On Writing

I had the fortune of coming across a most interesting TED Talk the other night. It was about finding your purpose in life, and it got me thinking about writing theory and understanding the purpose of one’s book.

Today’s article is mainly intended for writers of fiction.

The speaker in the TED talk, Adam Leipzig, offered his listeners five key questions that they must answer to discover their life’s purpose.

Now I will assume if you are studying the craft of writing that you already have a strong sense of what your purpose in life is, but I’ve provided the talk below in case you are interested. It’s quite thought provoking.

Having been afflicted with blinking cursor syndrome of late, my mind quickly turned to how to apply these questions to help us craft stories that people want to read. So, let’s convert Mr. Leipzig’s five questions into something that will help you ferret out the meaning and purpose in not only your book but also your career.

Who Are You?

By this question I’m not asking who you are but rather who you are as a writer.

I believe it is vitally important to preserve a non-public part of yourself. It is critical to understand your personality as an author, which may be very different from your true personality, and to create a line between your real life and “fictional” life. Your author persona should match the type of stories that you write.

Creative people who are successful market themselves long before they ever market their product. Because of this, I routinely advise authors that the first character they create for public consumption shouldn’t be in their book.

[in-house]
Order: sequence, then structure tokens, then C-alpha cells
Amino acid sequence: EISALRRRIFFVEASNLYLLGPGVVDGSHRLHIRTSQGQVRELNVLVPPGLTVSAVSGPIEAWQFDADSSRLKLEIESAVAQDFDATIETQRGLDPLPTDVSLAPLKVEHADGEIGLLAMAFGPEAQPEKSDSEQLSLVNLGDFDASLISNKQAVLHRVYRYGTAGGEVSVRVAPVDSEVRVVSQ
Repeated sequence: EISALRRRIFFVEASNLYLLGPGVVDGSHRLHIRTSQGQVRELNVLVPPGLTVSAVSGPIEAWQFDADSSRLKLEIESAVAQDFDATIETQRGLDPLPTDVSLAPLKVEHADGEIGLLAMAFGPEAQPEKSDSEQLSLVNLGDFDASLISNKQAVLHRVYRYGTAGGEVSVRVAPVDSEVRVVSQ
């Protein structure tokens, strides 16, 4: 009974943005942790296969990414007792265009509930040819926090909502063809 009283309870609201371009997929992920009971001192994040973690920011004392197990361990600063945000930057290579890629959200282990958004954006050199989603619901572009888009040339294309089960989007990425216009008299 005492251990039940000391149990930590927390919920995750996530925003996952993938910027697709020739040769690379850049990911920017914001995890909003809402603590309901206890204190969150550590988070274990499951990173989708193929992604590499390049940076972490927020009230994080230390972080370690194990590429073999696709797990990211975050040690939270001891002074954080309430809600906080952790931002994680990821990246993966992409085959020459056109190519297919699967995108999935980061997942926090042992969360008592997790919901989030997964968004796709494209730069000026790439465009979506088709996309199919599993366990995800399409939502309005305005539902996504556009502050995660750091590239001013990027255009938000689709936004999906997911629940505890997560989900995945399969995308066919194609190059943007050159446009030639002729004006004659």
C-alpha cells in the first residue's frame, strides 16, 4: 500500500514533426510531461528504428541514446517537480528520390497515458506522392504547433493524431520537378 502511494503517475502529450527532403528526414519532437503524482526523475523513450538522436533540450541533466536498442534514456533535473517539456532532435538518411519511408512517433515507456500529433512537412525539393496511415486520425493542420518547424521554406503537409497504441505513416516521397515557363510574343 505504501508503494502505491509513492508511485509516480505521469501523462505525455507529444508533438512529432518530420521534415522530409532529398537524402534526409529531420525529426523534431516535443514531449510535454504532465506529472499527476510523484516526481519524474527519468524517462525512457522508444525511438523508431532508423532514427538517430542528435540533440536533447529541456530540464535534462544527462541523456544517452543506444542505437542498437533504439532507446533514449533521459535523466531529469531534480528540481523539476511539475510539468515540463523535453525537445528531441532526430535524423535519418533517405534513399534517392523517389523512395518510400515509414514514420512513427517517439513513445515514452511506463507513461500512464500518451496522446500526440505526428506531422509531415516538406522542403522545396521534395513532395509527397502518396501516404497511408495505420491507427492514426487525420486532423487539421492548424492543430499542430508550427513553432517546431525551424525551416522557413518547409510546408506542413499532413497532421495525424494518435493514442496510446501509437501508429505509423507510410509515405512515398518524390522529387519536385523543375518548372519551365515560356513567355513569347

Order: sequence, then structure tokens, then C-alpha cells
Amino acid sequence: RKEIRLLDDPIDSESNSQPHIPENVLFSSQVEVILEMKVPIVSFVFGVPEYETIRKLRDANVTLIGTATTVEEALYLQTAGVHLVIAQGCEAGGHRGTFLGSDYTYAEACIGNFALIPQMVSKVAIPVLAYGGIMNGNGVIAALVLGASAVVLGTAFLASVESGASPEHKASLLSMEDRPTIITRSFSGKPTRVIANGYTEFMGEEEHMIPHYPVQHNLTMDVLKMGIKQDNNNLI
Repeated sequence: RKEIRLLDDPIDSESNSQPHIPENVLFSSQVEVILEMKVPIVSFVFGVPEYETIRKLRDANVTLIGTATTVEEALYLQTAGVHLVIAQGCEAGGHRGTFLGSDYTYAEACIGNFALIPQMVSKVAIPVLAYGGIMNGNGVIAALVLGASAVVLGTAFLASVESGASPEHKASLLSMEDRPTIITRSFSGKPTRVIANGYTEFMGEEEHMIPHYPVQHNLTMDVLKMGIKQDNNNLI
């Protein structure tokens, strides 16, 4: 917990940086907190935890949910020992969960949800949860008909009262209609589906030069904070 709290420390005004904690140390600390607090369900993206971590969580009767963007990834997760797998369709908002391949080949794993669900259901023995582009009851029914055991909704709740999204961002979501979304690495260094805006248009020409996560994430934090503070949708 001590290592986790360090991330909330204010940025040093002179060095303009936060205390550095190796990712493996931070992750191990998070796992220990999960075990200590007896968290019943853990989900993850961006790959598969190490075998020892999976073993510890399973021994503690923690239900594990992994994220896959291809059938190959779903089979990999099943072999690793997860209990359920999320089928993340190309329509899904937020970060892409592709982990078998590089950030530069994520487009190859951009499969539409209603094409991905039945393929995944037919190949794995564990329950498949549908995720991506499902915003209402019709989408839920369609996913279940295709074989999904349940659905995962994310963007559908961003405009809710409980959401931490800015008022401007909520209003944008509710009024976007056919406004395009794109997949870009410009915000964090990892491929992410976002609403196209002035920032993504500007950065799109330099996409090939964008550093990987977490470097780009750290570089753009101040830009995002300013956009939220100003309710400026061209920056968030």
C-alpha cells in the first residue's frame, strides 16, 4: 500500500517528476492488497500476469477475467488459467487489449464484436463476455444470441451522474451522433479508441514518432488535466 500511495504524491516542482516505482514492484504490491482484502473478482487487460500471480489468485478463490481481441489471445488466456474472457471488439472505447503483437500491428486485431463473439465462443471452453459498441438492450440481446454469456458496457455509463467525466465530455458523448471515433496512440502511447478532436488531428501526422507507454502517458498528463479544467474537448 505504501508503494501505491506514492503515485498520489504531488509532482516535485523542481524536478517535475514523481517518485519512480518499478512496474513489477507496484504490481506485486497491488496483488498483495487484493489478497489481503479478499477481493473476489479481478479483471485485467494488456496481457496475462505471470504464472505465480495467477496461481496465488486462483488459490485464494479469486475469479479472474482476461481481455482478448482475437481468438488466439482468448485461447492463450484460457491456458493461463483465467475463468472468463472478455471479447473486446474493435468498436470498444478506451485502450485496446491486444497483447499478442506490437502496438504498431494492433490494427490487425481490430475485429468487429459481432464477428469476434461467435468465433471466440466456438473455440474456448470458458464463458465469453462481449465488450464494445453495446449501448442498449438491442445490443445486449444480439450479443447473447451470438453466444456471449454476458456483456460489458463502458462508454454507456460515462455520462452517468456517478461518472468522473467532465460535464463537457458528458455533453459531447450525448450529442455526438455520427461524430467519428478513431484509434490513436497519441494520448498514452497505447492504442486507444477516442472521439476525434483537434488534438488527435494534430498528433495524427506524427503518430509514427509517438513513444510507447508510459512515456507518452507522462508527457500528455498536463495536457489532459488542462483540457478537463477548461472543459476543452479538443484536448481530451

What Are You Good At?

I touched on this in the article I wrote last week, Author Know Thyself. Pinpoint what you are good at writing, not necessarily what you want to be good at writing, and write that. When an author becomes comfortable with themselves and their talent, that’s when the magic really happens.

Who Do You Write For?

Okay, this is a two-fold answer. It’s a given that you write for yourself, but who else do you write for? Define that audience. Learn everything about them and their desires.

Your readership is not only your support and your customer, they are your partners. Strange as it sounds, you are in a relationship with them. And as in any relationship, problems arise when one partner stops meeting the needs of the other—or doesn’t understand their partner’s needs in the first place.

What Do Your Readers Want From Your Book?

If you want to be a successful author, dedicate yourself to giving your readers what they want and give it to them in every book. This is how you define your brand and your niche.

I’ve found when books go wrong it comes down to one thing that expresses itself in a variety of ways: it is when an author focuses on themselves and their desires instead of what the story and the readers need.

What Will Your Readership Take Away From Your Story?

Every story has a purpose. It can be overt or subtle. It can be something as simple as providing entertainment and joy or as complicated as a challenging one’s worldview. Before you can weave a theme or life lesson into a story, you have to understand what you want to say.

 

When you have a clear picture of your author persona and understand what you are good at, who your audience is and what they expect, you can combine it with the message that burns in your heart and create something wonderful.

Now get writing! 🙂


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